Companies to pay COVID bill – Budget reaction!

Many recent budgets have been something of a non-event; not this one.

The Chancellor announced plenty more support packages, including extensions to the job support and self employment schemes (including help for those who commenced trading in 2019/20), business restart grants, an extension to the 5% reduced rate of VAT and the SDLT holiday. Also of interest to some will be an extension to the loss relief rules permitting trading losses to be carried back for up to 3 years and a new tax super deduction for companies that invest in innovation.

We all knew that the almost incomprehensible amount of spending would inevitably lead to some significant tax rises. I was expecting a slow and steady approach to this, with any particularly bad news to be saved for a later time, such as once the economy had recovered from the shock of the lockdowns etc. Therefore the Chancellor’s announcement regarding a 6% overnight increase in the rate of corporation tax came as something of a surprise.

What this essentially means is it looks like companies will be largely responsible for paying back the Covid support bill. We are accountants for a lot of small businesses that operate via limited companies typically for practical reasons, and I fear this will have a significant impact on these business (the £50,000 small company rate is unlikely to help many). Many owners of small businesses (who typically pay themselves mostly with dividends and basic salaries) have seen profits tumble through no fault of their own, but received negligible support through this crisis and will now controversially also bear the brunt of the tax rises.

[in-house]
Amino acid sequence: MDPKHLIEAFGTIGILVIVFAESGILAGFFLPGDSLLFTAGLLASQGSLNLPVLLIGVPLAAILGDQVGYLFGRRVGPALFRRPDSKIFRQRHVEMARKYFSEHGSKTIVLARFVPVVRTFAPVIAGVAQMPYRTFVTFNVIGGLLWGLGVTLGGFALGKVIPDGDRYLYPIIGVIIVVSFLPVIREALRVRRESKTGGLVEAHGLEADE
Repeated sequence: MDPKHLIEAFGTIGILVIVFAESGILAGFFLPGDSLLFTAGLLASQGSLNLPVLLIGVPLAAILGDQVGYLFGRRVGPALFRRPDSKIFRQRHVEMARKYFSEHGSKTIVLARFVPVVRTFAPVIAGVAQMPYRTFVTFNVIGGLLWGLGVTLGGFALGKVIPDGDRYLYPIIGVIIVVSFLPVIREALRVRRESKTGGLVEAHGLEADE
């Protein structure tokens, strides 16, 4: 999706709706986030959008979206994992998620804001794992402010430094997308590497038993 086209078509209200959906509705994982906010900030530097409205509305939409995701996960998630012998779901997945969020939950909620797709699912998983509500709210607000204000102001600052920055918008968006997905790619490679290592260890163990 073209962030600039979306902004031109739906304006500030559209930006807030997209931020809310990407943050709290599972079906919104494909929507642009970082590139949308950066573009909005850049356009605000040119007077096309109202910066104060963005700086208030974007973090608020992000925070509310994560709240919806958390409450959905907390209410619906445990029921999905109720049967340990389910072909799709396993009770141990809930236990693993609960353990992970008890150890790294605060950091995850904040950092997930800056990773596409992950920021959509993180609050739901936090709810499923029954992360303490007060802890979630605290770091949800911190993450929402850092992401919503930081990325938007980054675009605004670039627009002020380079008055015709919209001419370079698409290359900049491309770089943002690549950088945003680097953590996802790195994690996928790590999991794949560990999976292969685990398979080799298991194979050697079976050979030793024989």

This must also be a big gamble so soon post Brexit and represents a massive policy change for a Conservative government who previously had seemed very keen to encourage multi-national businesses to remain in or relocate to the UK. What message does this now send out to these multi-nationals?

The other striking aspect to my mind is the immediacy of the change. In the past we have seen tax rises phased in over a period of time (changes to the taxation of property income for example being phased in over 4 years). This allows people to acclimatise to changes and prevents massive knee jerk reactions from taking place. Could this change not have been phased in? Should the tax rises have been spread out more evenly?

This undoubtedly is a controversial budget with plenty of talking points!

Tomorrow (Friday 5th March at 9.30am) we will be holding our usual LB Weekly Roundup webinar, with our Tax Director Tom Foster joining us to discuss the key announcements from the 2021 budget. To register your place please head to

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